'ENERGY FOUNDATION' technology developed in Austria could offer a sustainable answer to the problem of keeping underground metro systems cool, an invited audience at a London seminar will hear next week.
The technique is based on the casting of high density polyethylene pipes into concrete piles, base slabs or diaphragm walls in contact with the ground, through which is circulated a water/glycol mixture.
This can be used to heat buildings, bridges and underground structures in winter and cool them in summer. Two cut and cover stations on the Vienna Metro extension have already had the system installed, and a similar system in a rail tunnel on the city's outskirts is heating a local school.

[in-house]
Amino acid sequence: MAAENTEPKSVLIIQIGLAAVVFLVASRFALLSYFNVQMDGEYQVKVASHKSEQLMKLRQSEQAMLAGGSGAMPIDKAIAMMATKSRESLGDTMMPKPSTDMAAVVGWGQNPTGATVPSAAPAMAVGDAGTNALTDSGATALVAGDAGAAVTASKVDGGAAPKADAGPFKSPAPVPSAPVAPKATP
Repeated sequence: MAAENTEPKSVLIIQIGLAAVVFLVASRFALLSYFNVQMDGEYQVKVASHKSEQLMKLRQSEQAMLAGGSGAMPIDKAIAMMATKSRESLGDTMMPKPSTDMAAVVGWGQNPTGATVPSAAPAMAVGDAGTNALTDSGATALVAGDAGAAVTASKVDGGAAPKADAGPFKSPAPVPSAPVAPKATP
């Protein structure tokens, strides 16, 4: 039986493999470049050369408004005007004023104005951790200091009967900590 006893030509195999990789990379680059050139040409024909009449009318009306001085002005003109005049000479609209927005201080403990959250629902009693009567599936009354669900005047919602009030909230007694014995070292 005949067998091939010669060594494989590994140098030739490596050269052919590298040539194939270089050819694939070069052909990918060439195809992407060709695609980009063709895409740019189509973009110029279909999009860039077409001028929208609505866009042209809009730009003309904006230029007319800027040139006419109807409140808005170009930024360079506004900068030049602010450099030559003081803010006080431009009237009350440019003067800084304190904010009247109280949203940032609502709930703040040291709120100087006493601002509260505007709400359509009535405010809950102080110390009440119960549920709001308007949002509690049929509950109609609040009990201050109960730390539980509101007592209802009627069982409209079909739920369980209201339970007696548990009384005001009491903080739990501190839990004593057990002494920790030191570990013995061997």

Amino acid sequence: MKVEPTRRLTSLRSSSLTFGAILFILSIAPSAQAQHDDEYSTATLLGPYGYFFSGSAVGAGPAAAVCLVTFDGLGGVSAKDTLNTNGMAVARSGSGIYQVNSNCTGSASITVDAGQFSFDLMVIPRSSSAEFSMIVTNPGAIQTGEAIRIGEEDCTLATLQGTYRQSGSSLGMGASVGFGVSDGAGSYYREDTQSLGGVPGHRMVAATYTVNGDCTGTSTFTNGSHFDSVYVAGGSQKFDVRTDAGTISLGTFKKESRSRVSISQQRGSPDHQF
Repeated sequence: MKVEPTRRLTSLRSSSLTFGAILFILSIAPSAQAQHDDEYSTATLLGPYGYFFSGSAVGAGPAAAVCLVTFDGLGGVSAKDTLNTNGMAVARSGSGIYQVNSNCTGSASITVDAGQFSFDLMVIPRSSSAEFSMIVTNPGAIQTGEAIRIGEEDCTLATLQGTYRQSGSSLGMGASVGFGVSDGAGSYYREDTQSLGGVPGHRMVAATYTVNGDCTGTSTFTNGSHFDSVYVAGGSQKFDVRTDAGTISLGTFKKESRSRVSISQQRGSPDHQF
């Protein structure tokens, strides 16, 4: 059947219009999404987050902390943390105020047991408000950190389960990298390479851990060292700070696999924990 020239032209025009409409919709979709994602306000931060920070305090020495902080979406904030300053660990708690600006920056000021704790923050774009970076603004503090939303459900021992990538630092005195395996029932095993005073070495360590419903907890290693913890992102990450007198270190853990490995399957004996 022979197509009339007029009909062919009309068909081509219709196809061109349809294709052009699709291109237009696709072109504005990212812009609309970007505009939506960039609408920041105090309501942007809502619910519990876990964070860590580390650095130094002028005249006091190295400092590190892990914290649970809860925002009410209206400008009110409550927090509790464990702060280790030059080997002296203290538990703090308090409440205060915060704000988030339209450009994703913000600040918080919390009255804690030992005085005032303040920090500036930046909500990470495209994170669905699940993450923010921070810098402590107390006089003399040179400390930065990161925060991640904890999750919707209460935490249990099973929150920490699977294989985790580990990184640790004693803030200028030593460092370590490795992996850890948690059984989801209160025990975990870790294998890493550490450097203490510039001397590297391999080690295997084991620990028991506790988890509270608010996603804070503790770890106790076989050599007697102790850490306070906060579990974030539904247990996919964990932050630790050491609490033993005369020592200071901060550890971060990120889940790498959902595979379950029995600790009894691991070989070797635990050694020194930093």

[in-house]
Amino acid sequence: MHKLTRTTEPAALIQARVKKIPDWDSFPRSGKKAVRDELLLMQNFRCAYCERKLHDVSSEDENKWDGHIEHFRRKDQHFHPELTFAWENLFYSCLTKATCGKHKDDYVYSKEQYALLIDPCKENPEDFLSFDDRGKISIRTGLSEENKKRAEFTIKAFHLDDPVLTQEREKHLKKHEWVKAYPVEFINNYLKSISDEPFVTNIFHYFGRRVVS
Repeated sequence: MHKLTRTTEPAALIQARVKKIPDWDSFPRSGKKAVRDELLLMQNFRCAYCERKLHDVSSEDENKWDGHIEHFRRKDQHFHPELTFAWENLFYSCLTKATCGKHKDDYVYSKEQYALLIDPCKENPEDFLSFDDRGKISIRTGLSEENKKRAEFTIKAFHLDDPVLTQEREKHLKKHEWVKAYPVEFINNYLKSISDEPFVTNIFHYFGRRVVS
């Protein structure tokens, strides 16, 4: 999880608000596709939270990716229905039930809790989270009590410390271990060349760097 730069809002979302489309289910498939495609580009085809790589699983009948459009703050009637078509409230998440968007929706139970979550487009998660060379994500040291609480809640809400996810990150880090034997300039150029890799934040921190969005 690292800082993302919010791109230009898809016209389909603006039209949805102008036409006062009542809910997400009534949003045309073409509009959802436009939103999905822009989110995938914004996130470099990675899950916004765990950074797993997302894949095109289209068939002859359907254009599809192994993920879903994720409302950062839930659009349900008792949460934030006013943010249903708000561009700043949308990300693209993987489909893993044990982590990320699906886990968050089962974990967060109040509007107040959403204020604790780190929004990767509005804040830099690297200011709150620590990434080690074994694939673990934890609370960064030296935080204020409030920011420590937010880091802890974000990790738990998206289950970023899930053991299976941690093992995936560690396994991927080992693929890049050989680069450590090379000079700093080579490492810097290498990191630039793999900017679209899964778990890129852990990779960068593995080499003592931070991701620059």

Research at the Technical University of Vienna suggests that for every watt of energy needed to operate the system, between 3.5W and 5W is returned as heat energy.
The seminar is being organised by Mott MacDonald. Principal speaker is Professor Dietmar Adam from the Technical University.
'In central Europe there are around 400 energy foundation projects already completed or under construction, ' said Mott MacDonald transport group director Alan Powderham. 'In the UK and the US there are almost none.'